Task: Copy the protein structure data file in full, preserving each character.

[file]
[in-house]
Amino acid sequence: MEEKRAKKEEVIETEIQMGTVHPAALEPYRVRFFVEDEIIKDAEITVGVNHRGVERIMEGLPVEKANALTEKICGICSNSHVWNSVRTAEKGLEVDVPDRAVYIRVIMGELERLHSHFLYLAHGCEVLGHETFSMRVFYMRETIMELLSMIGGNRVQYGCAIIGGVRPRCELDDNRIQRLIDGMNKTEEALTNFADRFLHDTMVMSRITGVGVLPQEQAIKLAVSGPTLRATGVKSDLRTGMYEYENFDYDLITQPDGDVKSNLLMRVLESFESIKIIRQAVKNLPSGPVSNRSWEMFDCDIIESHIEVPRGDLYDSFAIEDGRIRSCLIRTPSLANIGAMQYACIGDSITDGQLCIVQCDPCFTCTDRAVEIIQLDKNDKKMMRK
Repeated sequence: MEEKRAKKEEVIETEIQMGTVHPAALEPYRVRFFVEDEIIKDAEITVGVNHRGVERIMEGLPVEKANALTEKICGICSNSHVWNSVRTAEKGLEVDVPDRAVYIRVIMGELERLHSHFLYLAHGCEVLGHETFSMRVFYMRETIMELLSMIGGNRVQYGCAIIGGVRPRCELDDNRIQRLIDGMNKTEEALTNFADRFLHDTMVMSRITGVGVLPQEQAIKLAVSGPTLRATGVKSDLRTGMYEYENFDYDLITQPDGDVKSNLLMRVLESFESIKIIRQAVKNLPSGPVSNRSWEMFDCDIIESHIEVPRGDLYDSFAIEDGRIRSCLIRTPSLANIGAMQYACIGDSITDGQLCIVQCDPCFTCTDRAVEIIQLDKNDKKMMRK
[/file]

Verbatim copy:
[in-house]
Amino acid sequence: MEEKRAKKEEVIETEIQMGTVHPAALEPYRVRFFVEDEIIKDAEITVGVNHRGVERIMEGLPVEKANALTEKICGICSNSHVWNSVRTAEKGLEVDVPDRAVYIRVIMGELERLHSHFLYLAHGCEVLGHETFSMRVFYMRETIMELLSMIGGNRVQYGCAIIGGVRPRCELDDNRIQRLIDGMNKTEEALTNFADRFLHDTMVMSRITGVGVLPQEQAIKLAVSGPTLRATGVKSDLRTGMYEYENFDYDLITQPDGDVKSNLLMRVLESFESIKIIRQAVKNLPSGPVSNRSWEMFDCDIIESHIEVPRGDLYDSFAIEDGRIRSCLIRTPSLANIGAMQYACIGDSITDGQLCIVQCDPCFTCTDRAVEIIQLDKNDKKMMRK
Repeated sequence: MEEKRAKKEEVIETEIQMGTVHPAALEPYRVRFFVEDEIIKDAEITVGVNHRGVERIMEGLPVEKANALTEKICGICSNSHVWNSVRTAEKGLEVDVPDRAVYIRVIMGELERLHSHFLYLAHGCEVLGHETFSMRVFYMRETIMELLSMIGGNRVQYGCAIIGGVRPRCELDDNRIQRLIDGMNKTEEALTNFADRFLHDTMVMSRITGVGVLPQEQAIKLAVSGPTLRATGVKSDLRTGMYEYENFDYDLITQPDGDVKSNLLMRVLESFESIKIIRQAVKNLPSGPVSNRSWEMFDCDIIESHIEVPRGDLYDSFAIEDGRIRSCLIRTPSLANIGAMQYACIGDSITDGQLCIVQCDPCFTCTDRAVEIIQLDKNDKKMMRK